Articles Posted in Administrative Law

On Wednesday, July 24, 2019, the U.S. District Court for the District of Columbia declined to impose a temporary restraining order which would pause the Trump administration's new rule limiting asylum requests from migrants at the U.S.-Mexico border. The new rule requires that migrants and refugees passing through a third country en route to the United States must seek asylum from said third country in order to apply for asylum in the United States. Under the new rule, migrant and refugee Hondurans and Salvadorans must be denied asylum in Guatemala or Mexico before seeking asylum in the United States, and Guatemalans must be denied asylum in Mexico in order to apply for asylum in the United States.


Multiple civil rights groups filed suit today against the Trump administration, challenging its new rule seeking to severely limit the asylum protections that are available under US and international law to migrants at the US-Mexico border. The American Civil Liberties Union, the Southern Poverty Law Center, and the Center for Constitutional Rights filed one of the main legal challenges in California's Northern District Court on behalf of immigrant advocacy groups, alleging that the new rule violates US immigration law as well as administrative law. The lawsuit seeks declaratory relief stating that the interim final rule is invalid and unlawful, as well as preliminary and permanent injunctive relief to block its implementation.


On Monday, June 24, 2019, the United States Supreme Court issued a decision in Iancu v. Brunetti, 588 U.S. ___ (2019), holding that the Lanham Act's bar on registration of immoral or scandalous trademarks violates the First Amendment. At issue in the case is the trademark FUCT, pronounced as four letters, which is the clothing brand founded by Erik Brunetti. Justice Elena Kagan, writing for the majority, wrote that the Lanham Act's bar on immoral or scandalous trademarks is viewpoint-based discrimination in violation of the First Amendment. 


A vast New Mexico oilfield lies near Carlsbad Caverns National Park, a region comprised of deserts and caves. The federal government recently has allowed substantial oil and gas development in this area. This may affect the stability of the terrain and the air quality near the national park, according to WildEarth Guardians. This environmentalist group…


On Thursday, May 23, 2019, the Center for Biological Diversity and San Francisco Baykeeper sued the United States Fish and Wildlife Service in the United States District Court for the Northern District of California for failing to protect eight highly imperiled species in the United States. The U.S. Fish and Wildlife Service determined that the longfin smelt, Hermes Copper butterfly, Sierra Nevada red fox, red tree vole, eastern gopher tortoise, Berry Cave salamander, Puerto Rico harlequin butterfly, and marrón bacora all warrant protection as afforded under the Endangered Species Act, 16 U.S.C. §§ 1531-1544. The plaintiffs are suing U.S. Fish and Wildlife Service for failing to actually provide protection as mandated by the law.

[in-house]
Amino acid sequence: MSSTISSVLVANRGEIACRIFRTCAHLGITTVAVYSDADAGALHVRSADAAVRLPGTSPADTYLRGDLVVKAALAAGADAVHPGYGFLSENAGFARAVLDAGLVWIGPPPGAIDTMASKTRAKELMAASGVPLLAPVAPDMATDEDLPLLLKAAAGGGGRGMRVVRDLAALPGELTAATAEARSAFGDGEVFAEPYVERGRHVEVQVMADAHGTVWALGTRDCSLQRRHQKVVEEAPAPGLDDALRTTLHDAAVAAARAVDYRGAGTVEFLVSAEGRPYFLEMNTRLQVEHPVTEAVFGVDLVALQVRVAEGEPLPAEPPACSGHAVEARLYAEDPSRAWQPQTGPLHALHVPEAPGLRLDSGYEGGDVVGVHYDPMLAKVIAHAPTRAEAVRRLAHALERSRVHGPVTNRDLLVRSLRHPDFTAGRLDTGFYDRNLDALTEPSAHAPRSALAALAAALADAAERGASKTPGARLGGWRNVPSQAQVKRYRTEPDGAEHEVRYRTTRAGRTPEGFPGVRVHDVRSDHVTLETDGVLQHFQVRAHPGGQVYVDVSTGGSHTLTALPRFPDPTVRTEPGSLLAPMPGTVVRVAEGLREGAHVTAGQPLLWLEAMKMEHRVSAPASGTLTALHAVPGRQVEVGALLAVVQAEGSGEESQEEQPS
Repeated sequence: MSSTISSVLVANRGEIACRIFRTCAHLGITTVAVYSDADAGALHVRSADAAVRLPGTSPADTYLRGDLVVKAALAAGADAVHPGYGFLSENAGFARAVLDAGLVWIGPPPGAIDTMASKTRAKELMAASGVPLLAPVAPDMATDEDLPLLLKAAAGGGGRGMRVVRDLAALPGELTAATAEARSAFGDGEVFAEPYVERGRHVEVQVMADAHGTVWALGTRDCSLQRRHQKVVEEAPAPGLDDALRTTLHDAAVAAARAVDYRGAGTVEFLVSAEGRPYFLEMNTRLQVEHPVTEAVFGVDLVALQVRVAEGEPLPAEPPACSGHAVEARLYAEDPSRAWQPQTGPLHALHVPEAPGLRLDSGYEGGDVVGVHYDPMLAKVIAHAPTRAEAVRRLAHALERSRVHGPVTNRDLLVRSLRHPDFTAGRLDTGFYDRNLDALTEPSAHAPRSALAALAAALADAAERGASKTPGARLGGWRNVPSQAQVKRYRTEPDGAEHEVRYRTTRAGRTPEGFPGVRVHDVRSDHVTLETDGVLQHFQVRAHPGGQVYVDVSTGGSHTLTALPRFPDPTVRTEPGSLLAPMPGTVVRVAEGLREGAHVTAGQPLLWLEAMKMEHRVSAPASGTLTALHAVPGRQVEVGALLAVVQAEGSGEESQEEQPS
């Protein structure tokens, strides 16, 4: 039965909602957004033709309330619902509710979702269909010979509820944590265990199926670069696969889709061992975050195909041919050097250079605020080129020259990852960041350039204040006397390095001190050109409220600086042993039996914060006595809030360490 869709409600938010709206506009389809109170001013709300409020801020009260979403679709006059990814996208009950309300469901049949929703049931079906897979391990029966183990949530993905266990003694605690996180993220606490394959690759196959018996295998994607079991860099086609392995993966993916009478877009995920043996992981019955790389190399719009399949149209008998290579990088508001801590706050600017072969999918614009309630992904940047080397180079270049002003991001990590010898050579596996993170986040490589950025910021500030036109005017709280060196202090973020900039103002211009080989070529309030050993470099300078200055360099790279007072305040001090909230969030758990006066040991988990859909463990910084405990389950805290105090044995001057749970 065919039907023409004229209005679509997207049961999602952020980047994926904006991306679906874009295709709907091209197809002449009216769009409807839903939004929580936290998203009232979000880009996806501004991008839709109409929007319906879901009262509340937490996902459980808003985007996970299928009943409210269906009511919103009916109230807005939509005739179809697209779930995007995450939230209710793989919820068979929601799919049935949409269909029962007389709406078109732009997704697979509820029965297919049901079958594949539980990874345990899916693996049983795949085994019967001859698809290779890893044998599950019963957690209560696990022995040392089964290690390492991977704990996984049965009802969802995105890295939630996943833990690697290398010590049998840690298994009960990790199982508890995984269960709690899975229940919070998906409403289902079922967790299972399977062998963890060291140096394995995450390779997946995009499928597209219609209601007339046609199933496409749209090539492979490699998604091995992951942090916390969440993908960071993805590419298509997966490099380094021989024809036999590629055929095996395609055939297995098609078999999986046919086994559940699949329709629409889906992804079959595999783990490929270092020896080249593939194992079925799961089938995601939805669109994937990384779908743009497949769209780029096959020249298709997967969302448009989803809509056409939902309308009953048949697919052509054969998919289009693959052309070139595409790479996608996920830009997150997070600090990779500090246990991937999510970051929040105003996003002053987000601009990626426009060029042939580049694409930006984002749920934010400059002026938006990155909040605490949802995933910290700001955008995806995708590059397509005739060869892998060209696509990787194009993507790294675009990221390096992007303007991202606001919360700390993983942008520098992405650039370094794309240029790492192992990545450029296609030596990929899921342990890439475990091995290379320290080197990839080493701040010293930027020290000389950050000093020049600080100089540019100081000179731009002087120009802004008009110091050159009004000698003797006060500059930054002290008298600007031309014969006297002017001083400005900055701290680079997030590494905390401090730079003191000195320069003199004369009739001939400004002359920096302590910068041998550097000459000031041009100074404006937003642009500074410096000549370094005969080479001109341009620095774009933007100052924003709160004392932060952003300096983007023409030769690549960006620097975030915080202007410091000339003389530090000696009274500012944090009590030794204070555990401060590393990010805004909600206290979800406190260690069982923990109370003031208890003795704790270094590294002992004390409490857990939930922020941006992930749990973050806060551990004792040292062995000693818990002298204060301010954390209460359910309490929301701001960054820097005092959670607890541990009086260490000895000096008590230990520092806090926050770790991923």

The State of California has filed a new lawsuit against the Trump administration, arguing that the Federal Railroad Administration's sudden decision to pull almost $1 billion in funding for a planned high-speed rail connection between San Francisco and Los Angeles was payback for the state's opposition to Trump's plans to construct a wall along the southern border of the US as part of his immigration policy. The state's lawsuit alleges that in the days following certain criticisms made by California Governor Gavin Newsom of Trump's border wall plans, Trump made a series of Tweets criticizing the state's position on his immigration policies as well as its handling of the rail project, demonstrating the link between the funding cancellation and the border wall dispute. 


The attorneys general of several states—New York, California, Illinois, Minnesota, New Mexico, and Vermont—and the District of Columbia have filed a lawsuit against the Trump administration over its weakening of the federal nutrition standards for school meals. The complaint, filed in the US District Court for the Southern District of New York, alleges that in 2018 the US Department of Agriculture weakened the federal nutritional standards for sodium and whole grains without first providing the public an opportunity to comment on them, in violation of Administrative Procedure Act.


Posted in: Administrative Law

California has filed a lawsuit in federal district court in Northern California to challenge a new regulation the Trump administration plans to enact in order to block access to abortion and family planning services. Specifically, the case seeks to enjoin new rules adopted under Title X of the Public Health Service Act, a family planning program funded by the federal government. Oregon, Washington, and approximately 20 other states are expected to file suit as well.


A group of 16 states, including the border states of California and New Mexico, has gone to court to challenge the Trump administration's attempt to invoke emergency powers in order to fund the construction of a border wall. The lawsuit, which was filed in federal district court in San Francisco, raises not only constitutional issues related to who controls federal spending, but also may turn on issues of standing and statutory interpretation.


On Tuesday, December 18, 2018, Damien Guedes, a Pennsylvania citizen who purchased a bump stock device in 2014, the Firearms Policy Coalition, Firearms Policy Foundation, and Madison Society Foundation filed a complaint in the United States District Court for the District of Columbia against the Bureau of Alcohol, Tobacco, Firearms, and Explosives challenging the Trump administration's ban on bump stock devices.